Weekend Reading: Travels to Outer Space, Vaccine Mandates, COP26 Climate Coverage, and More
The best reporting and writing from the past week, and context to understand it.
There’s a lot of great journalism out there. Every week, in a format short enough that it won’t be clipped by your inbox, we aim to share some of the best, with additional context for understanding the biggest news of the day. This is a weekly digest of stories you can savor and reporting you can rely on.
Ad Astra — Rachel Riederer, Harper’s
Space is one of the last remaining frontiers for which human civilization has remarkably few governing principles. This piece begins in January of 2020, when a U.S. reconnaissance satellite was seemingly approached by a Russian unmanned spacecraft. What followed was a series of provocations, but, technically, Russia had broken no laws.
In fact, the primary source for international law in space is a drastically outdated document from 1967 called the Outer Space Treaty, designed for an environment far simpler than the current field. In a September of 2019 address at a conference for air, space, and cyber security, General Raymond put it this way: “The Outer Space Treaty says you can’t have nuclear weapons in space. That’s about what it says. The rest is the wild, wild West.”
📖 We’re Gonna Need Another Space Telescope — Marina Koren, The Atlantic: America announced this week its priorities for space for the next decade.
The decadal survey, organized by the National Academies of Sciences, Engineering, and Medicine, recommends that NASA establish a program to produce several more major space-based observatories in the coming decades, and that the next one should look for exoplanets — planets beyond our solar system — resembling this little chunk of rock that we call home. In other words, the report recommends, with a sense of urgency not seen in earlier surveys, that we should focus on the search for other Earths.
📖 Astronauts Have a Taco Taste Test Using First Chile Peppers Grown in Space — Ashley Strickland, CNN: A next-level awesome headline, just because every word in it is so cool. Astronauts have successfully grown 10 different crops in space since 2015, and it took two years to settle on the specific pepper for this most recent experiment.
Pepper plants self-pollinate, so they are easy to grow, and they are a pick-and-eat crop that doesn't have to be cooked. They also contain low microbial levels, so they are safe to eat raw.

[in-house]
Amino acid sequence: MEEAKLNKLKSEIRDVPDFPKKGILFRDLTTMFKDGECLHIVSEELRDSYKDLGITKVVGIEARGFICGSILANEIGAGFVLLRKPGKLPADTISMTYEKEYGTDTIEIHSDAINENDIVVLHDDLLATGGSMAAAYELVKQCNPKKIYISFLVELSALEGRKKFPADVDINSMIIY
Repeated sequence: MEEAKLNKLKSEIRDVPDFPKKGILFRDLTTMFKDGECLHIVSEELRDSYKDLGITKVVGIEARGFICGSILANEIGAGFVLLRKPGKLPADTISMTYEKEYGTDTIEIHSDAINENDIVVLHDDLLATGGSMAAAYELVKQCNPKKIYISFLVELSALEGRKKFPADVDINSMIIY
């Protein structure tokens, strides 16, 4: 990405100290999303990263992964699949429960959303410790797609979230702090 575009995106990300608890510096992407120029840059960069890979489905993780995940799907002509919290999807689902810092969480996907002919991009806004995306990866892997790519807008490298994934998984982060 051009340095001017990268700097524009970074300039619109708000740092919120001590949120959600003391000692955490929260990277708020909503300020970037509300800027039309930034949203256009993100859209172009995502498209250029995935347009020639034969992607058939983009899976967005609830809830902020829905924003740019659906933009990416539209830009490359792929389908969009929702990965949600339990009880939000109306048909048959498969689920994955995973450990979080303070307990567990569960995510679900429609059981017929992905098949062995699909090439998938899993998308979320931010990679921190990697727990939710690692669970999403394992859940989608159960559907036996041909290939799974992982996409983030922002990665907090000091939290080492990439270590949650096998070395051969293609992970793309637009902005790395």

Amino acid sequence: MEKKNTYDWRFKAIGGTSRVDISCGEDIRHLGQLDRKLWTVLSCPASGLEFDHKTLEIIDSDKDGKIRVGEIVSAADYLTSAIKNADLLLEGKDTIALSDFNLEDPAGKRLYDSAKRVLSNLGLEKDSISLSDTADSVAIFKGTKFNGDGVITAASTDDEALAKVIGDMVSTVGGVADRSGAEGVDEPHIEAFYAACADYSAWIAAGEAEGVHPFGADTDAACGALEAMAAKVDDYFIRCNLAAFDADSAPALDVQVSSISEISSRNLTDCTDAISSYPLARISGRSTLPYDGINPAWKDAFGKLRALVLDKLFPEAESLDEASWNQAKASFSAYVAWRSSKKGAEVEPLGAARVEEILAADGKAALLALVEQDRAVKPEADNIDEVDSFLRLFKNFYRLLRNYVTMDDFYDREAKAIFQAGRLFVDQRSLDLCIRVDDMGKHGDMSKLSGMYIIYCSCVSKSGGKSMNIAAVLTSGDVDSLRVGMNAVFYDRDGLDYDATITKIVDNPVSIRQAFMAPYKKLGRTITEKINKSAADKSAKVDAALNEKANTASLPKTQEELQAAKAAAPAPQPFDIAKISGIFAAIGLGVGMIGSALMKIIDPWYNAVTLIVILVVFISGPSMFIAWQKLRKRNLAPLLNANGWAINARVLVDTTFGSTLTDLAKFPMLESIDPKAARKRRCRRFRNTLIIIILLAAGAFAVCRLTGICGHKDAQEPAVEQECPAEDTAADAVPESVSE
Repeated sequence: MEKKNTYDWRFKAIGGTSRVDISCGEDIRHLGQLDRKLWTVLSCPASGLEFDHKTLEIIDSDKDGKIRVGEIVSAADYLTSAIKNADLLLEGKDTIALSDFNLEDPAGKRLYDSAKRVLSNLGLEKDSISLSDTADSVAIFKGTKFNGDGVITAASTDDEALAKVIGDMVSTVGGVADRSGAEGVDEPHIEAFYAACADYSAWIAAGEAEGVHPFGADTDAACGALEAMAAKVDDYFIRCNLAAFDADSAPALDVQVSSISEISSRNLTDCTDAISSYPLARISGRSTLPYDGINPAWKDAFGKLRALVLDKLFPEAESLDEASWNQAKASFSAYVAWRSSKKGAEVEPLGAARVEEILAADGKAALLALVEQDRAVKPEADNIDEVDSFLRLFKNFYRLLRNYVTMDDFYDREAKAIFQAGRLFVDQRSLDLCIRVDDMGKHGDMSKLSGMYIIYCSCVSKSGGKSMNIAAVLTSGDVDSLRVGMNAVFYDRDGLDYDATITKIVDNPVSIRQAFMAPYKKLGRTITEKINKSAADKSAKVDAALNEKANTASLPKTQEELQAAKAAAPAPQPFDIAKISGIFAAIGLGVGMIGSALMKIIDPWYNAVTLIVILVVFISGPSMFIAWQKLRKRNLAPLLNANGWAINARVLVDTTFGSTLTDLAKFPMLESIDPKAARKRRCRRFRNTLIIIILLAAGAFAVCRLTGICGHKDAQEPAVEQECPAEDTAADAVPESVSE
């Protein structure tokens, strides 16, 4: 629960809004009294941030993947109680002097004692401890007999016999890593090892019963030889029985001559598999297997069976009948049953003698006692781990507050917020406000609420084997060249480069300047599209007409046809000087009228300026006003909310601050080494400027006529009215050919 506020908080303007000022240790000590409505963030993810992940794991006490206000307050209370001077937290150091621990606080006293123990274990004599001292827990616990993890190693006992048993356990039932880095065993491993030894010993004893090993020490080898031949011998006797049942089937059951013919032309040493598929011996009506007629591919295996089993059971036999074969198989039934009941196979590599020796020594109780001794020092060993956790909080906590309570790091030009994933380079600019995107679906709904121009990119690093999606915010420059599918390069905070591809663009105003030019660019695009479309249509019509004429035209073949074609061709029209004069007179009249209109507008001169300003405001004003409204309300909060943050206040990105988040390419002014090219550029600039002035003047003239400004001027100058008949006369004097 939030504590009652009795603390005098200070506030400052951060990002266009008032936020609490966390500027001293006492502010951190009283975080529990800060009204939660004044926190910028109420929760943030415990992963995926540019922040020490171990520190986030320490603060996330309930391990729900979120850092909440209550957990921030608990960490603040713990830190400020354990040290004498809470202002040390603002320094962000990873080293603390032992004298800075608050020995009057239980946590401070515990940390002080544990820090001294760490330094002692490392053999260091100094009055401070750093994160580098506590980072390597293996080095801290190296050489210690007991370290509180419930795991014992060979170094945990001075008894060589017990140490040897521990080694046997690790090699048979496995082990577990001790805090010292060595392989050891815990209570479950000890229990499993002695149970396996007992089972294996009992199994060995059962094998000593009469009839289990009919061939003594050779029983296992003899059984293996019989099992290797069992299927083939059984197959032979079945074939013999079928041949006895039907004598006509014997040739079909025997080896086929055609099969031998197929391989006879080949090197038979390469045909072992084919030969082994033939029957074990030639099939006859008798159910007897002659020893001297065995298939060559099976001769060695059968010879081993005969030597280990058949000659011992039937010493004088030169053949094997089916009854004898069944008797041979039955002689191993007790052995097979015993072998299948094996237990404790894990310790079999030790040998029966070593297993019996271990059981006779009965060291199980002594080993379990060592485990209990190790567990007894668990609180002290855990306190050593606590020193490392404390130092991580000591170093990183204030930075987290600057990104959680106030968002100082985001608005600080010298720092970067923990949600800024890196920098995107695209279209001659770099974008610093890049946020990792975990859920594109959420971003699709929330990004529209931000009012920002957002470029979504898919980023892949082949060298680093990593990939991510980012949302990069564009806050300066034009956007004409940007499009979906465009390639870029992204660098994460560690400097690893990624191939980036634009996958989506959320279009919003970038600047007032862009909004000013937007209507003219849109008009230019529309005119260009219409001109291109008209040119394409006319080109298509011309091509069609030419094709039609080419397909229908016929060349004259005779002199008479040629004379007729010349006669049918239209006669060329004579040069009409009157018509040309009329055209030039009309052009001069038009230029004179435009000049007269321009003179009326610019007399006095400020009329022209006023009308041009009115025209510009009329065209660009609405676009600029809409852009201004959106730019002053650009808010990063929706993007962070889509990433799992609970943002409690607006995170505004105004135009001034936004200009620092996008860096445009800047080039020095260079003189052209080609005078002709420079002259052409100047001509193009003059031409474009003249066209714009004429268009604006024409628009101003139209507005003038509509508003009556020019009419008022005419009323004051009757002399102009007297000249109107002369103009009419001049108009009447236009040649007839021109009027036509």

🗄️ From 2007: Home — Chris Jones, Esquire: In February of 2003, the Columbia Space Shuttle disaster happened. In 2007, Chris Jones wrote about the two Americans aboard the International Space Station who had no way to get home after the tragedy.
“I have some bad news,” Howell says, and because it's Howell who's delivering it, Pettit and Bowersox know exactly how bad before he gets it out: “We’ve lost the vehicle.” Nine words. That's all. Everything else is left unspoken, and in the quiet, the blanks are left for each of them to fill in on his own. In the way the parents of missing children hang on to the faintest hope that their loved ones are just lost, not lost for good, Pettit and Bowersox wonder whether any of Columbia’s evacuation systems triggered, and whether any of their friends are floating down to a cloudless Earth under parachutes.
🗄️ From 2009: One Giant Leap to Nowhere, Tom Wolfe, The New York Times: Revel in Tom Wolfe’s prose as he recounts the glory of NASA’s early accomplishments and dismay at how those accomplishments seemed to plateau, as he calls for a manned flight to Mars.
How Tyson Foods Got 60,500 Workers to Get the Coronavirus Vaccine Quickly — Lauren Hirsch & Michael Corkery, The New York Times
Just days after the Biden administration announced its requirements for its COVID-19 vaccine mandate, employers around the country are feeling the pinch. Many workers are now faced with a stark decision: get vaccinated or lose their job. But Tyson, one of the largest meatpacking companies in the world, made the call early that it would require its 120,000 employees to be vaccinated, many of whom were situated in the South and Midwest where local vaccination rates were quite low.
📖 NYC Police Unions Warned Vaccine Mandates Would Pull 10,000 Officers Off Streets. So Far, the Number Is 34. — Annabelle Timsit, The Washington Post: The New York City police unions warnings were a classic case of bark being worse than bite. When push came to shove, NYC police officers got vaccinated at very high percentages.
📖 Biden’s Vaccine Mandate Isn’t Really a Vaccine Mandate — Matt Ford, The New Republic: This article argues that the framing of President Joe Biden’s mandate is a bit of shrewd legal maneuvering designed to help its cause.
In nearly every statement other than Biden’s, and in many news reports on the matter, the OSHA rule was described as a “vaccine mandate.” But this is not actually correct. The new rule is better understood as a testing mandate with a vaccine exception — and that distinction could be crucial as it works its way through courts of law and public opinion.